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This month’s ham

VK3JRP Peter

Peter lives in Melbourne in Australia. He was a member of a radio-amateur club during his teenage years in Poland, also the country of birth of Fryderyk Chopin. The club, call sign SP4PIN, was located on the 11th floor of an apartment building – the antennas were mounted between two of such buildings. This was his first contact with HAM radio operating under the club’s licence and using a well-established HAM radio station.

For many years, Peter was busy with other aspects of life (and many other hobbies), but finally a few years ago he was introduced back into HAM radio by his Japanese friend Hiro, who lived and operated a HAM radio station in Melbourne (VK3EHG). Hiro has since moved back to Japan (JM3EHG), but they still stay in contact.

Peter works at an EMC compliance test company in Melbourne. He has been a loyal employee of EMC Technologies for more than 15 years now. Because he is an RF and communications expert at EMC Technologies, his HAM radio hobby extends not only to being an active operator, but he also has been experimenting with different RF setups at home where his radio station is located (QTH). Being able to repair some old, broken and retired RF test equipment, he has built a small workshop in his garage.

Most of the time, and more often on the weekends, you can find Peter on the 20 m or 40 m bands. His main station consists of an Icom IC-7300, MFJ auto tuner connected through a RM Italy 400 W amplifier to a 3-element multiband Yagi (10, 15, and 20 m) or 40 m rotatable dipole which he has built himself. Antennas are installed on top of his 2-storey home. There is one more antenna still present, called G7FEK and only 12 m long, which allows transmitting in the 80 m band (receiving is done with another antenna). There were a few antennas there before, like an off-centre wire dipole, horizontal loop, and a multiband vertical, but the last three antennas are the most suitable for this location without violating the local regulations of a residential area. There are plans to set up a 2 m operation at Peter’s QTH (hardware is already there), perhaps it will get installed during the next holidays.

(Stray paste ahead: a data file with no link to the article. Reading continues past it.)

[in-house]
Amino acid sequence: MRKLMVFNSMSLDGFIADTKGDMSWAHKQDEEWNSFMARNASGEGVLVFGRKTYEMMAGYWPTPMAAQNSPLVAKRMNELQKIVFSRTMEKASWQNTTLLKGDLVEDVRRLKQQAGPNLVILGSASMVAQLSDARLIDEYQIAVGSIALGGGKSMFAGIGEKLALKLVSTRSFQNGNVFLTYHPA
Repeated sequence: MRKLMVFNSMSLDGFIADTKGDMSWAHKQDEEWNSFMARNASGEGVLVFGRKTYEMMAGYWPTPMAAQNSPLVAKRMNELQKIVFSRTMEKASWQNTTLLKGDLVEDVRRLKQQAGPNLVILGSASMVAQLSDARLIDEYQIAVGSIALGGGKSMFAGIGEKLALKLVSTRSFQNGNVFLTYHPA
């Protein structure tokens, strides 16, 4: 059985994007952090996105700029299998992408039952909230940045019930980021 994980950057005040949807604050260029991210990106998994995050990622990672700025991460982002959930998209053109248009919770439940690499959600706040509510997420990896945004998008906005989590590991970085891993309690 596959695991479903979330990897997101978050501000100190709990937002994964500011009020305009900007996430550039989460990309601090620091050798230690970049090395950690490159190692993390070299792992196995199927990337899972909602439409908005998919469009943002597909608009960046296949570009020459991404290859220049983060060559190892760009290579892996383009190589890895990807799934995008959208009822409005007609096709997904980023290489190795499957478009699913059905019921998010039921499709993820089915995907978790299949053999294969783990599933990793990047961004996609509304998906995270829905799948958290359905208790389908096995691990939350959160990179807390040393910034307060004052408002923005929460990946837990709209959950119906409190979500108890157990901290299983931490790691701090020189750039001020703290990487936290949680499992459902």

Living in the suburbs of Melbourne has its challenges for Ham radio amateurs. Firstly, it is the ever-present EMI interference coming from the electronic devices that were never certified to be sold in Australia, which many houses have them. One way of dealing with it is to create more distance between the receiving antenna and EMI sources, the other is to use a directional antenna, and obviously by eliminating any sources of EMI, if possible.

Peter has been practicing Korean Taekwondo and holds the 4th dan, and one of his special skills is proficiency in the Japanese weapon from Okinawa – nunchaku. Eastern traditions and philosophy have been always an interest. He has two sons both already Black belts in TWD (11 and 16 years old) but neither of them has any interest in the electronics of HAM radio, unfortunately (as he said).

One of the very enjoyable aspects of being a HAM radio operator in Australia is the portable operation, here the vast country-side (called the outback), and the proximity to the ocean and mountains makes portable operations very exciting. Camping is a big thing “down under” and Peter has been taking his trusty old Yaesu FT-757 GX and an Australia made Bushcom HF whip to the caravan park with good success in portable operation.

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